• Kyodo

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The Bank of Japan began a two-day policy meeting on Monday, with its decision-making board likely to maintain its stance on monetary easing despite recent signs of economic strength in the country as inflation continues to run below target.

Markets are likely to focus on any hints on the future direction of the bank’s policy in Governor Haruhiko Kuroda’s post-meeting press conference, particularly after a slight reduction in the BOJ’s offers to buy government bonds earlier this month was seen by investors as signaling future tightening and caused long-term interest rates and the yen to jump.

A step toward winding down the massive monetary stimulus adopted in 2013 would align with similar moves in the United States, eurozone and Britain, but is doubly unlikely as the end of Kuroda’s current term, in April, looms.

Prime Minister Shinzo Abe will submit his pick for the next BOJ chief during the ordinary Diet session that was convened Monday. Central bank watchers say the odds are high that Kuroda will be reappointed.

The BOJ’s current main policy framework, dubbed yield curve control, consists of an interest rate of minus 0.1 percent on some funds that financial institutions keep parked at the central bank, and guiding the yield on the 10-year government bond at around zero percent through bond purchases.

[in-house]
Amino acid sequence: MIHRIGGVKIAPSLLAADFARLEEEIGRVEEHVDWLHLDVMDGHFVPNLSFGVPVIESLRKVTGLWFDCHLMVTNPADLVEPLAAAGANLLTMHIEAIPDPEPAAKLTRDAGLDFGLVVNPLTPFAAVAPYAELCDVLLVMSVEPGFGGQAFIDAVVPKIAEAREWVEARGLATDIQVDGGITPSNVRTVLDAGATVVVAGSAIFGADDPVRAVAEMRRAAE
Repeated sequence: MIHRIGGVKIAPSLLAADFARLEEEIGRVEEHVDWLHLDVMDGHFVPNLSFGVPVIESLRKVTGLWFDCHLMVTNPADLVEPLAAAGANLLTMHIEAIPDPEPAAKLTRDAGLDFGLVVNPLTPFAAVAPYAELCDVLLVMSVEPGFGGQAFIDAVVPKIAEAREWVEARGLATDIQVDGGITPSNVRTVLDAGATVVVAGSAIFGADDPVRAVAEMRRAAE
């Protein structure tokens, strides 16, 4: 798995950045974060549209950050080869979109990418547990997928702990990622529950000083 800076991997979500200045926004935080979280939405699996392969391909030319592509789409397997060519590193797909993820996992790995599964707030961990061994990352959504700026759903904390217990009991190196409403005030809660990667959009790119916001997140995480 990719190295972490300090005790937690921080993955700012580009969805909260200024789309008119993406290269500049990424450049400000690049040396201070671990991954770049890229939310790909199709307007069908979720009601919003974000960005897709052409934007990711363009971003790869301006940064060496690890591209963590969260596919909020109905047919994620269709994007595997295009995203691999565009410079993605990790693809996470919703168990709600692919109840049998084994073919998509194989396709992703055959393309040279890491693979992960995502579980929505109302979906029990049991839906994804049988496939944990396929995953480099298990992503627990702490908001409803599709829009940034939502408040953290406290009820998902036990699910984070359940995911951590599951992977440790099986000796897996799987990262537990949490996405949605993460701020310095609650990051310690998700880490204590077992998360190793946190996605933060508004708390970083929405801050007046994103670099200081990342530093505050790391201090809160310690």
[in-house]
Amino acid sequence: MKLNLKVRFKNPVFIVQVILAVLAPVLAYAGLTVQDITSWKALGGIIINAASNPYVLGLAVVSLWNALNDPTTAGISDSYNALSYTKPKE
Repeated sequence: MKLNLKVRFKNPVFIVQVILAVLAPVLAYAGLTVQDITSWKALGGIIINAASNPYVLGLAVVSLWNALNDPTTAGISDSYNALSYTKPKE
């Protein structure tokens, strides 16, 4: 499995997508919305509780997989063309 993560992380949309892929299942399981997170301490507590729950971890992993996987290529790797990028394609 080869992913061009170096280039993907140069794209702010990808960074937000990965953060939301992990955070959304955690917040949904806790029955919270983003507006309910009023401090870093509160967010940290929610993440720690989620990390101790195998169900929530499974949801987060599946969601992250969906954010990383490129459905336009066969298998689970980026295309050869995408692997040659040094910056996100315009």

After the meeting the central bank will release its quarterly report on the economic outlook, with the Policy Board expected to raise its forecast for Japan’s growth in fiscal 2018 amid robust exports and capital expenditure.

In the previous outlook report released in October, the board’s median forecast for expansion in real gross domestic product in the year through March 2019 was 1.4 percent. The Abe administration expects inflation-adjusted GDP to grow 1.8 percent in the same period.

BOJ policymakers have less reason to be optimistic about the outlook for inflation, which the central bank is targeting at 2 percent in an attempt to prevent the country’s relapse into deflation.

Core consumer prices, excluding volatile fresh food prices, have edged up over the past year, marking a 0.9 percent year-on-year rise in November. But this has largely been thanks to rising energy prices, not an increase in private consumption as hoped.

In October, the BOJ board forecast an inflation rate of 1.4 percent for fiscal 2018.

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